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NATIONAL INSTITUTE OF MENTAL HEALTH STUDIES PAIR BONDING

 /ADVANCE/ WASHINGTON, Oct. 6 /PRNewswire/ -- Pair bonding in a monogamous rodent species has been traced to the action of a single brain hormone. A scientific team led by Thomas Insel, M.D., of the National Institute of Mental Health (NIMH) has discovered in male prairie voles that arginine-vasopressin (AVP) is the "necessary and sufficient" ingredient for selection of a lifelong mate and for guarding her from intruders.
 This furry, mouselike species, native to the American Midwest, shows a genetically programmed pattern of monogamous social behavior after mating: the pair cuddles a lot, shares a nest and parenting chores and the male becomes aggressive toward strangers in defense of the family.
 To find out the neural basis of such familial behavior, Insel and colleagues examined the brains of monogamous and polygamous vole species. They uncovered conspicuous differences in the circuitry for two brain hormones, AVP and oxytocin, that appear to be the basis for the species' divergent lifestyles.
 In the male prairie vole, Insel and colleagues observed that both protective aggressiveness toward strangers and a preference for the mate over a strange female emerged within 24 hours after mating. Mating increases AVP activity. When the investigators blocked AVP with an antagonist drug, mating failed to trigger protective aggressiveness or a partner preference; the males spent as much time with a strange female as with the mate. Yet, giving an infusion of AVP -- without mating -- produced the same two changes in social behavior as mating.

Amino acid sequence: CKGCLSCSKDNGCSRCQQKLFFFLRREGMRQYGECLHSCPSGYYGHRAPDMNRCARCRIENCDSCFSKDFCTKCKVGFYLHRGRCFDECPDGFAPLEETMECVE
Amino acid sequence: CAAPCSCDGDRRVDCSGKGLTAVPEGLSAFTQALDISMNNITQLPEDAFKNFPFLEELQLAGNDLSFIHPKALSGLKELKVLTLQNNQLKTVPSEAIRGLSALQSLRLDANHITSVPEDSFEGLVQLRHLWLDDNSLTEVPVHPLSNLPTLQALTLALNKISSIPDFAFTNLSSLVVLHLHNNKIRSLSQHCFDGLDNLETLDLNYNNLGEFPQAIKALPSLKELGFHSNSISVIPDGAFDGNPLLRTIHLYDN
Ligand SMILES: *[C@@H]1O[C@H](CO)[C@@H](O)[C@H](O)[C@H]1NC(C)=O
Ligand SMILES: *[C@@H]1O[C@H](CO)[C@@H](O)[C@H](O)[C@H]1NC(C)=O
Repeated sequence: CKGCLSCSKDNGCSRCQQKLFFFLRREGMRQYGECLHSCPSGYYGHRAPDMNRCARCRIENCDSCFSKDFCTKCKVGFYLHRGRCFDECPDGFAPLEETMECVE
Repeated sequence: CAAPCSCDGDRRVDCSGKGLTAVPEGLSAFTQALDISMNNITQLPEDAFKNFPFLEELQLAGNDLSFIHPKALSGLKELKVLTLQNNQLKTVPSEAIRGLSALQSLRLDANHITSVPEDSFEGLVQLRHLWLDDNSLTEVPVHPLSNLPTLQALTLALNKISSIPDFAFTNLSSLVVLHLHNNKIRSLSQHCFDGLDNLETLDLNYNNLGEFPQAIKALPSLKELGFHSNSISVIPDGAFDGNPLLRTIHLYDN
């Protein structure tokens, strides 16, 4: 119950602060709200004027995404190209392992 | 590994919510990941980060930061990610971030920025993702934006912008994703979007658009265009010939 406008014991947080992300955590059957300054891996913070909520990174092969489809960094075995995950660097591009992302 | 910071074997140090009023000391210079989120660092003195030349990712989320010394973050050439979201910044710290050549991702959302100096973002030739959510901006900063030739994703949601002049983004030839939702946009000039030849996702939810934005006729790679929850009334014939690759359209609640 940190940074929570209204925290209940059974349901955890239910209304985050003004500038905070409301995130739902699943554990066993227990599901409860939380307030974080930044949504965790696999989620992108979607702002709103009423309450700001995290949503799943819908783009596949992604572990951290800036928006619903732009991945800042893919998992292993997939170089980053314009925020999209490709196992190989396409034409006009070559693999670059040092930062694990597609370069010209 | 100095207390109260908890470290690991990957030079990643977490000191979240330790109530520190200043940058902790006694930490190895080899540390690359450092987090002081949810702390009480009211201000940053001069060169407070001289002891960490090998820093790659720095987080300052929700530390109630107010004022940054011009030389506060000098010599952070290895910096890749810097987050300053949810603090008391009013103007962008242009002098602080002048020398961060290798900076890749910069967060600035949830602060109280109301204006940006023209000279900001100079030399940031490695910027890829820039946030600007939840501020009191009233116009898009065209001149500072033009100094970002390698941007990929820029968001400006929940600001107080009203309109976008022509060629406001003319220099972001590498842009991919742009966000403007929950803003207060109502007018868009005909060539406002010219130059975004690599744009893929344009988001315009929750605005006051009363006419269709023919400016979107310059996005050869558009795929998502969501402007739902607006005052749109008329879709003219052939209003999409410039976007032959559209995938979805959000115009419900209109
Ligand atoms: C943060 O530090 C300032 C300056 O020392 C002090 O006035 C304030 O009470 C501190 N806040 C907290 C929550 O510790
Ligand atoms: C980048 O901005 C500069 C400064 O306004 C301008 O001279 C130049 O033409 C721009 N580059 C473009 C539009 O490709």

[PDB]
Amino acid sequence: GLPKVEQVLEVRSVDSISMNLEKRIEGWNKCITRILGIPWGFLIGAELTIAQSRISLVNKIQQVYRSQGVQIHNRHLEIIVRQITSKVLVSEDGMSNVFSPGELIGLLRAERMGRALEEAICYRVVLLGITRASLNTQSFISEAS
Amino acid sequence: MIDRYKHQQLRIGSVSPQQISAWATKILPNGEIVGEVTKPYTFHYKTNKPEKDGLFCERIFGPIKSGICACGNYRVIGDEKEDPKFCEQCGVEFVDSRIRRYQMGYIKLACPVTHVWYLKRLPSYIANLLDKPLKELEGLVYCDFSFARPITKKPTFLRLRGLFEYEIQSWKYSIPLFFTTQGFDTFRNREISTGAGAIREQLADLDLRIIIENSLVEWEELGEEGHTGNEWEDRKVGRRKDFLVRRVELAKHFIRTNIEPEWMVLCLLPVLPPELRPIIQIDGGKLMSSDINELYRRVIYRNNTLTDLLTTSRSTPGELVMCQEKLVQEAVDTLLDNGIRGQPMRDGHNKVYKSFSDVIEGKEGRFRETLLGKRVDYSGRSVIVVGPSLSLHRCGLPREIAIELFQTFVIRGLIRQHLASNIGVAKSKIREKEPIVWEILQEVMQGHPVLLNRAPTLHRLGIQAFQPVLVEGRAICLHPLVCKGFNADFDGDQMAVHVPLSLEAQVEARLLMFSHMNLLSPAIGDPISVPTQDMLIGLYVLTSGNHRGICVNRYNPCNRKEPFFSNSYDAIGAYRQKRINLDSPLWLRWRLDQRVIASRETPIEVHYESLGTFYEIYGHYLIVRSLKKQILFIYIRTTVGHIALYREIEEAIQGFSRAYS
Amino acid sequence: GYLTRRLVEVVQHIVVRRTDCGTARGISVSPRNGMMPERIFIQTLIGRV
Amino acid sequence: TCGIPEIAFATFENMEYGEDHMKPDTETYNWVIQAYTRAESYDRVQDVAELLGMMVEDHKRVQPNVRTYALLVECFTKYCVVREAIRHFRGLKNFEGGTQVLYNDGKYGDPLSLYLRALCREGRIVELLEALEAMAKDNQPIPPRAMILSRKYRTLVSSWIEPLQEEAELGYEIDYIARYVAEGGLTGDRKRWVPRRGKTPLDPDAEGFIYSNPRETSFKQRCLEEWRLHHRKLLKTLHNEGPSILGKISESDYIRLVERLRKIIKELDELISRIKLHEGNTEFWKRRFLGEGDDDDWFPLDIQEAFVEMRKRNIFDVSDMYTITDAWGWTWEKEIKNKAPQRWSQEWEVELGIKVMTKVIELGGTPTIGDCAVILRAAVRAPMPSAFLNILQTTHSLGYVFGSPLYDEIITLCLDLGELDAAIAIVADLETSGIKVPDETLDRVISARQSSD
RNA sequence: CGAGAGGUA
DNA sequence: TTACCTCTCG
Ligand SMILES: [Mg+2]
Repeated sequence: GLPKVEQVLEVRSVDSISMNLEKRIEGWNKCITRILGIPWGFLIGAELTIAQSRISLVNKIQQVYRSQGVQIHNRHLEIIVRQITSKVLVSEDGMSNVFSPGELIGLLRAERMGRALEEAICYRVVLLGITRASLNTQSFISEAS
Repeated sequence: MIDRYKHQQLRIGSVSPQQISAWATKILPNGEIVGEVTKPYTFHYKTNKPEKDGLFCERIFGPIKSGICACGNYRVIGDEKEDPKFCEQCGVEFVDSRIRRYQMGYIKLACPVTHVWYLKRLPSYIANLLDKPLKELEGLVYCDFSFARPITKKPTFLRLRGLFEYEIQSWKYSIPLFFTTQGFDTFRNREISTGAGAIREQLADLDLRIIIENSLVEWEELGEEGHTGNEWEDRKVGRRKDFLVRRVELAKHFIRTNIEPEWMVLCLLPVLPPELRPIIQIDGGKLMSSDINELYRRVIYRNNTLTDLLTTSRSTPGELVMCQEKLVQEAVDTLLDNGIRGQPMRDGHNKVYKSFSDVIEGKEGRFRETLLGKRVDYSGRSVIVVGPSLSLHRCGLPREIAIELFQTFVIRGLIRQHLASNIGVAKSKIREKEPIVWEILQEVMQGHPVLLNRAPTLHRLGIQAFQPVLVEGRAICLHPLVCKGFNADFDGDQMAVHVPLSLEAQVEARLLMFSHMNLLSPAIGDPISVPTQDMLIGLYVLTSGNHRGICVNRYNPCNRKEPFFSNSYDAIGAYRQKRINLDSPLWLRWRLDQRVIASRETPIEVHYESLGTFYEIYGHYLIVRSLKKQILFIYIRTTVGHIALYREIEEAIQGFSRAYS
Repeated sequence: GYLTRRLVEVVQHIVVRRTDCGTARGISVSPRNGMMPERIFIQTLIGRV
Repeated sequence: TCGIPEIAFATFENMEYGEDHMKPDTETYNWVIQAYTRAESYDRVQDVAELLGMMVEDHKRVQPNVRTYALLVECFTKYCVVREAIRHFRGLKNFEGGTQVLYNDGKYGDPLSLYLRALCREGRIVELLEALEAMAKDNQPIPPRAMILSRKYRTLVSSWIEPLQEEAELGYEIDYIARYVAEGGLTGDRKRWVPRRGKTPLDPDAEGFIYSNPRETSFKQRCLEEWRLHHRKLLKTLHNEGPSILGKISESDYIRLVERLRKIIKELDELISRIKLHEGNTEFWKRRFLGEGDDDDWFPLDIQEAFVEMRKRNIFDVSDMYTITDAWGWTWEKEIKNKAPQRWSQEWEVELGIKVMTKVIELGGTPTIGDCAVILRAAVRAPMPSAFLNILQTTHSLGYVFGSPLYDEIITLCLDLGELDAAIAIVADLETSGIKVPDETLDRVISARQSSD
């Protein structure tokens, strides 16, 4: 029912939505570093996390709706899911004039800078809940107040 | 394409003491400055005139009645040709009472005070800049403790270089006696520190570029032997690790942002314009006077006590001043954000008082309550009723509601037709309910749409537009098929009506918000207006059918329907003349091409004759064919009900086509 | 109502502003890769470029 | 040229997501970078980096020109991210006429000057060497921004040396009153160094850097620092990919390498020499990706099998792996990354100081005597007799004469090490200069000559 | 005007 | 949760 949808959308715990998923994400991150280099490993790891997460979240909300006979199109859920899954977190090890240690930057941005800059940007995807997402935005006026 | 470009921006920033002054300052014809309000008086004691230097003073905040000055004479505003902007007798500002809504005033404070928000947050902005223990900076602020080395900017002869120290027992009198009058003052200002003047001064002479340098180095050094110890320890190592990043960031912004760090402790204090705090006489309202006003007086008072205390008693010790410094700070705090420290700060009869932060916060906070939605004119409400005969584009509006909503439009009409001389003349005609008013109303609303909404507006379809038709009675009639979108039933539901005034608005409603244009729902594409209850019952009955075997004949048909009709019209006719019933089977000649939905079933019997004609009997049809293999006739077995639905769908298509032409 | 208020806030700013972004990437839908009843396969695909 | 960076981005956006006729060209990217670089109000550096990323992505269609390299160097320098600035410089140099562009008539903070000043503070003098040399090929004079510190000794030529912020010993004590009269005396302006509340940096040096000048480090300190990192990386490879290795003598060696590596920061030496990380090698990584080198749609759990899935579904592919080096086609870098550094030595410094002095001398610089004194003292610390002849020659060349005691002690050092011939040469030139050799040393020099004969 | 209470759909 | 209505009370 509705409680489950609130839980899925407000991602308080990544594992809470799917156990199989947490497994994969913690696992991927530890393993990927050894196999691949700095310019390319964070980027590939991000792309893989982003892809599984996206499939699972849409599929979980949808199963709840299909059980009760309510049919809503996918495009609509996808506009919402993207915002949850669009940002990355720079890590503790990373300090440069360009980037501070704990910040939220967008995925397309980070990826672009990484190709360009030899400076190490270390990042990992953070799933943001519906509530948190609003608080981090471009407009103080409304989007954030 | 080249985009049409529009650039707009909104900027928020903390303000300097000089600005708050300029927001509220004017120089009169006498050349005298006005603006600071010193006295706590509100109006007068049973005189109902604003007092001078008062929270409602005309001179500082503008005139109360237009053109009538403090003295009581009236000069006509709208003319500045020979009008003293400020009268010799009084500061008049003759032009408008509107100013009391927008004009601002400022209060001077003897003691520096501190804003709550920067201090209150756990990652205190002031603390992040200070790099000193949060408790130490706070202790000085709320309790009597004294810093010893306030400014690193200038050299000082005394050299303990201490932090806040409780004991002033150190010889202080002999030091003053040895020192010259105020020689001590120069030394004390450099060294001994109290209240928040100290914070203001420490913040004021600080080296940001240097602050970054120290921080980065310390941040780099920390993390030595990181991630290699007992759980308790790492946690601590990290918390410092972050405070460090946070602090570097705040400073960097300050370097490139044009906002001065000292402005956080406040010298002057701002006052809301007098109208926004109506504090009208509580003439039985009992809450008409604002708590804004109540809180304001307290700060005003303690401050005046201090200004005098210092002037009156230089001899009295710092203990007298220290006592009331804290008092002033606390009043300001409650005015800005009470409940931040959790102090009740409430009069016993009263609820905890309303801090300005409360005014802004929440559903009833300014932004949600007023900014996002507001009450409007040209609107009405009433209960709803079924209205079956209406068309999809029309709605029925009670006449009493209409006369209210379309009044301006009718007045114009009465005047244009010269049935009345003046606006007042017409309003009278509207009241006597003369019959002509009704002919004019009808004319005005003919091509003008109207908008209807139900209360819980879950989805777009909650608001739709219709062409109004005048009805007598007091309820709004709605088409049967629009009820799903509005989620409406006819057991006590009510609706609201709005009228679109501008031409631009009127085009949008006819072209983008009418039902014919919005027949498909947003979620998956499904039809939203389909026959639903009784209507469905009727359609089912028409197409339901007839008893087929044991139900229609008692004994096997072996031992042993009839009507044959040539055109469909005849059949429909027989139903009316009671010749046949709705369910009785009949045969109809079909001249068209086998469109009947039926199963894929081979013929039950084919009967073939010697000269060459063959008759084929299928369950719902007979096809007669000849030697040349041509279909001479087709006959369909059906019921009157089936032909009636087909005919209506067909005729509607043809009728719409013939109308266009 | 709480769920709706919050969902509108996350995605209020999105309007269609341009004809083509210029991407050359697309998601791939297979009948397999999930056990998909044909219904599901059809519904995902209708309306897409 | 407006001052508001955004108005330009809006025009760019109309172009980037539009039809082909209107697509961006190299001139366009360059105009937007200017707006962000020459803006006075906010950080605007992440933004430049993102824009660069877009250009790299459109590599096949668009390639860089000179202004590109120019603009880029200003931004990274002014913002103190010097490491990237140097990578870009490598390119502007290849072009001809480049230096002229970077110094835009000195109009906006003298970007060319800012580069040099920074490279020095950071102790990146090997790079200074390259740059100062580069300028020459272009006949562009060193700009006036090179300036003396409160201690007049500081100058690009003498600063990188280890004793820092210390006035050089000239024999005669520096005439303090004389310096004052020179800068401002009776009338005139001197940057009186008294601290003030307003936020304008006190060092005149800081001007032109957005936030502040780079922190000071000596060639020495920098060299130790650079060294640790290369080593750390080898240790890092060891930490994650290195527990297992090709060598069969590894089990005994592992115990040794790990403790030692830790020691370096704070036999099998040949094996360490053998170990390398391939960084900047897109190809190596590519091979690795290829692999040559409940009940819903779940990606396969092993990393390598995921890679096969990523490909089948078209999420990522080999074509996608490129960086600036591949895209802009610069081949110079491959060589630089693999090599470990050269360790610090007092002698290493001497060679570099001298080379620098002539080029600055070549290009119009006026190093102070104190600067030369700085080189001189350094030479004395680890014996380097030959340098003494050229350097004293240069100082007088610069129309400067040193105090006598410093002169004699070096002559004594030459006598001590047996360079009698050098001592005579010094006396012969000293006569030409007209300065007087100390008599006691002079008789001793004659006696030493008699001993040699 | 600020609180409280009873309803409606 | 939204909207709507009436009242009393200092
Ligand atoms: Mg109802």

Neither measure of pair bonding was affected by oxytocin or an oxytocin blocker. Nor were the changes seen after mating in a non- monogamous vole species, which does not form pair bonds and has a different pattern of brain AVP circuitry.
 Studies by other investigators in male prairie voles have shown that AVP also induces parenting behavior, a third major measure of monogamous bonding. Mating fails to stir aggression in the female, but facilitates partner preference; oxytocin induces mate preference in the absence of mating in the female.
 While AVP and oxytocin are present in all mammals and have even been implicated in human sexual behavior, Insel cautions against simplistic interpretations of the new findings.
 "Pair bonding is a complex series of processes -- involving recognition, memory, defense, affiliation, motivation and separation reactions -- which cannot be explained by a single peptide," noted Insel, who is a psychiatrist as well as a neuroscientist. "In the vole, it is not yet clear which of these processes are affected by AVP. In humans, there is as yet no information on whether any of these processes are affected by either vasopressin or oxytocin."
 Neither AVP nor oxytocin can currently be administered in a form capable of crossing the blood-brain barrier. However, Insel speculates that knowledge about these systems could lead to the engineering of agents that may prove useful in treating disorders of social bonding, such as infantile autism and certain forms of schizophrenia.
 Collaborating on the project with Insel were: James Winslow, Ph.D., and Carroll Harbaugh of NIMH, and Sue Carter, Ph.D., and Nick Hastings of the University of Maryland, College Park. A report on their research, "Central vasopressin mediates pair bonding in the monogamous prairie vole," is published in the Oct. 7 issue of Nature.
 -0- 10/6/93/1830
 /CONTACT: Jules Asher, 301-443-3677, or Marilyn Weeks, 301-443-4536, both of the National Institute of Mental Health/


CO: National Institute of Mental Health ST: District of Columbia IN: MTC SU:

DC-MH -- DC012 -- 9311 10/06/93 11:48 EDT
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Date:Oct 6, 1993
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